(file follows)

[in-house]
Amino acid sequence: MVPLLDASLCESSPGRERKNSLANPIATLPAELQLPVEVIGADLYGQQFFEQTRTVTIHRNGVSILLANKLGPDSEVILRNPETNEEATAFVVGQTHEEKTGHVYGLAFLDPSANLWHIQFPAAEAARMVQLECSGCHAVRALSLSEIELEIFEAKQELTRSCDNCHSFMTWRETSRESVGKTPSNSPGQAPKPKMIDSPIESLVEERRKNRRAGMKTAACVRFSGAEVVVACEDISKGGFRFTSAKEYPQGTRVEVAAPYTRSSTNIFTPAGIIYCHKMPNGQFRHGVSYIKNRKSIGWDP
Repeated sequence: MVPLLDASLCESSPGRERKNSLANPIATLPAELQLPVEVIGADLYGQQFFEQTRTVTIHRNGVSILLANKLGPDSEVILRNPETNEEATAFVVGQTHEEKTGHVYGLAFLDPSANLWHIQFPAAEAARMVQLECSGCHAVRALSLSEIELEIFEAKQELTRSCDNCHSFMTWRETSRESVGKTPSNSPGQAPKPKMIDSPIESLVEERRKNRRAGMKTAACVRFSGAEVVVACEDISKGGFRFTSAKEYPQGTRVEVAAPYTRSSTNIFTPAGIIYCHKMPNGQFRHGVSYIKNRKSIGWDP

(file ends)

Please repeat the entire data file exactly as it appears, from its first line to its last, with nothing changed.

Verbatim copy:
[in-house]
Amino acid sequence: MVPLLDASLCESSPGRERKNSLANPIATLPAELQLPVEVIGADLYGQQFFEQTRTVTIHRNGVSILLANKLGPDSEVILRNPETNEEATAFVVGQTHEEKTGHVYGLAFLDPSANLWHIQFPAAEAARMVQLECSGCHAVRALSLSEIELEIFEAKQELTRSCDNCHSFMTWRETSRESVGKTPSNSPGQAPKPKMIDSPIESLVEERRKNRRAGMKTAACVRFSGAEVVVACEDISKGGFRFTSAKEYPQGTRVEVAAPYTRSSTNIFTPAGIIYCHKMPNGQFRHGVSYIKNRKSIGWDP
Repeated sequence: MVPLLDASLCESSPGRERKNSLANPIATLPAELQLPVEVIGADLYGQQFFEQTRTVTIHRNGVSILLANKLGPDSEVILRNPETNEEATAFVVGQTHEEKTGHVYGLAFLDPSANLWHIQFPAAEAARMVQLECSGCHAVRALSLSEIELEIFEAKQELTRSCDNCHSFMTWRETSRESVGKTPSNSPGQAPKPKMIDSPIESLVEERRKNRRAGMKTAACVRFSGAEVVVACEDISKGGFRFTSAKEYPQGTRVEVAAPYTRSSTNIFTPAGIIYCHKMPNGQFRHGVSYIKNRKSIGWDP